ILNews

Justices send Boonville annexation case back to trial court

Back to TopCommentsE-mailPrintBookmark and Share

Multiple parcels of land acquired by the state for an adjoining public roadway should be counted as one parcel for purposes of remonstration, the Indiana Supreme Court ruled Tuesday.

In American Cold Storage, et al. v. The City of Boonville, 87S01-1303-PL-157, the justices had to decide whether the statutory prerequisite 65 percent of remonstrating landowners is to be determined by separately counting the multiple parcels acquired by the state to make up State Road 62 or collectively as one parcel.

Landowners filed an action to remonstrate against an attempt by the city of Boonville to annex 1,165 acres of real estate located west of the city’s geographical limits. The city sought to dismiss, claiming the landowners didn’t satisfy the statutory requirements of I.C. 36-4-3-11(a). The case wound its way to the Indiana court of Appeals – where the judges ruled that separate parcels were not to be counted except as constituting the public highway – and back to the trial court. In 2011, the trial court dismissed the landowners’ action for lack of subject-matter jurisdiction.

The landowners then appealed, asserting that the trial court, in calculating whether the 65 percent remonstrance threshold was satisfied, erroneously separately counted those parcels that had been acquired by the state and that now comprise State Road 62, thereby precluding the remonstrators from satisfying the threshold. The Court of Appeals reversed and held that the multiple parcels acquired by the state to build State Road 62 should be counted as a single parcel under the Remonstrance Statute.

The justices found this case to be distinguishable from the cases involving private owners of multiple parcels in Arnold v. City of Terre Haute, 725 N.E2d. 869 (Ind. 2000), and City of Fort Wayne v. Certain Northeast Annexation Area Landowners, 564 N.E.2d 297. (Ind. Ct. App. 1990).

“We hold that the land in this case, which comprises the portion of State Road 62 included in the annexed territory, should be considered and counted as a single parcel in determining whether the remonstrating Landowners comprise 65 percent of the owners of the annexed territory. We therefore reverse the decision of the trial court and remand for further proceedings consistent with this opinion,” Chief Justice Brent Dickson wrote.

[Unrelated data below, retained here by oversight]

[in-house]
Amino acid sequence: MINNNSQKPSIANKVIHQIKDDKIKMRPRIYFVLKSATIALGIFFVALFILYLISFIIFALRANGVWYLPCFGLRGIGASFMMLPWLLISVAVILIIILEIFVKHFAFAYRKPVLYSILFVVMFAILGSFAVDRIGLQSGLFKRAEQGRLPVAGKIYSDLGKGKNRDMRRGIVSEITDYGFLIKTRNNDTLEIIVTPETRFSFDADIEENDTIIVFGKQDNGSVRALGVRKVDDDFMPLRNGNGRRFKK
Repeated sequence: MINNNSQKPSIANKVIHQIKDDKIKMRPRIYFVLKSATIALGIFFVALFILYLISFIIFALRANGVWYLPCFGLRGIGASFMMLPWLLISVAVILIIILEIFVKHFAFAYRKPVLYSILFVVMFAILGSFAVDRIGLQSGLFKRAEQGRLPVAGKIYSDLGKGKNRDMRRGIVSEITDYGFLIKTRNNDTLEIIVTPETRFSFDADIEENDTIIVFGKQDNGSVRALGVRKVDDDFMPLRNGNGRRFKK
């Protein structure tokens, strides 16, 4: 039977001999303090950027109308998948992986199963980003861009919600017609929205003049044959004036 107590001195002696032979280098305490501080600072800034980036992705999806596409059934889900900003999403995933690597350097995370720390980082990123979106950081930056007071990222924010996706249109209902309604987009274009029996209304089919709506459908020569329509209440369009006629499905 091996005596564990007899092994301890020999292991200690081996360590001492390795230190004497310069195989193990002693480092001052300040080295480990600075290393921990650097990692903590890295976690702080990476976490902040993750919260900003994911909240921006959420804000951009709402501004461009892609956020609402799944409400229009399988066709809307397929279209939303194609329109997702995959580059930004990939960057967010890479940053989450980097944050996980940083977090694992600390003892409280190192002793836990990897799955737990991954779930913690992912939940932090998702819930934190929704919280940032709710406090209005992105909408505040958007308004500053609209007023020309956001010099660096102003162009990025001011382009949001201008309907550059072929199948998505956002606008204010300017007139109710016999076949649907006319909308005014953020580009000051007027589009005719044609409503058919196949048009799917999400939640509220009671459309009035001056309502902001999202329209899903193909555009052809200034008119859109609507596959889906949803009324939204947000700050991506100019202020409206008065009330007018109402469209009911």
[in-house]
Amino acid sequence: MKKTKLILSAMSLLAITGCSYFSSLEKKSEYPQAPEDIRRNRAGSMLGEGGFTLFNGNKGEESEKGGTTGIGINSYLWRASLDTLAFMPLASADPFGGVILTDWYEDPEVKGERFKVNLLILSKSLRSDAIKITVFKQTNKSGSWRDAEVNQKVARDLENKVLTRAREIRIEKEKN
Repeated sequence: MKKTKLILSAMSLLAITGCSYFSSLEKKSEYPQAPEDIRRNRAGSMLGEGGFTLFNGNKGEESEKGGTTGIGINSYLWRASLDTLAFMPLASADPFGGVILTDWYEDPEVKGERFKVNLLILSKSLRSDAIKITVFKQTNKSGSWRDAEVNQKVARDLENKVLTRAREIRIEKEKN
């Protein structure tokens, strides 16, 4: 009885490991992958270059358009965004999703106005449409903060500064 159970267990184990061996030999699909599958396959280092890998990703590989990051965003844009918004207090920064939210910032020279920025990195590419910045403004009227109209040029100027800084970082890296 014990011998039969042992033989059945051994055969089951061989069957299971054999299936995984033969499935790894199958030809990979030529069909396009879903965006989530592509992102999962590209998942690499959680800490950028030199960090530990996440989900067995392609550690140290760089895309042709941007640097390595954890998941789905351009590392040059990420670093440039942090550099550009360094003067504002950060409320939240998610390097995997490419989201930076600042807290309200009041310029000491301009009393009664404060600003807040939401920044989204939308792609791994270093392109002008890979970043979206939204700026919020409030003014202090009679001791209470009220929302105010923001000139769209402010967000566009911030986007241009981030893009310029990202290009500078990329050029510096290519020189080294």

ADVERTISEMENT

Post a comment to this story

COMMENTS POLICY
We reserve the right to remove any post that we feel is obscene, profane, vulgar, racist, sexually explicit, abusive, or hateful.
 
You are legally responsible for what you post and your anonymity is not guaranteed.
 
Posts that insult, defame, threaten, harass or abuse other readers or people mentioned in Indiana Lawyer editorial content are also subject to removal. Please respect the privacy of individuals and refrain from posting personal information.
 
No solicitations, spamming or advertisements are allowed. Readers may post links to other informational websites that are relevant to the topic at hand, but please do not link to objectionable material.
 
We may remove messages that are unrelated to the topic, encourage illegal activity, use all capital letters or are unreadable.
 

Messages that are flagged by readers as objectionable will be reviewed and may or may not be removed. Please do not flag a post simply because you disagree with it.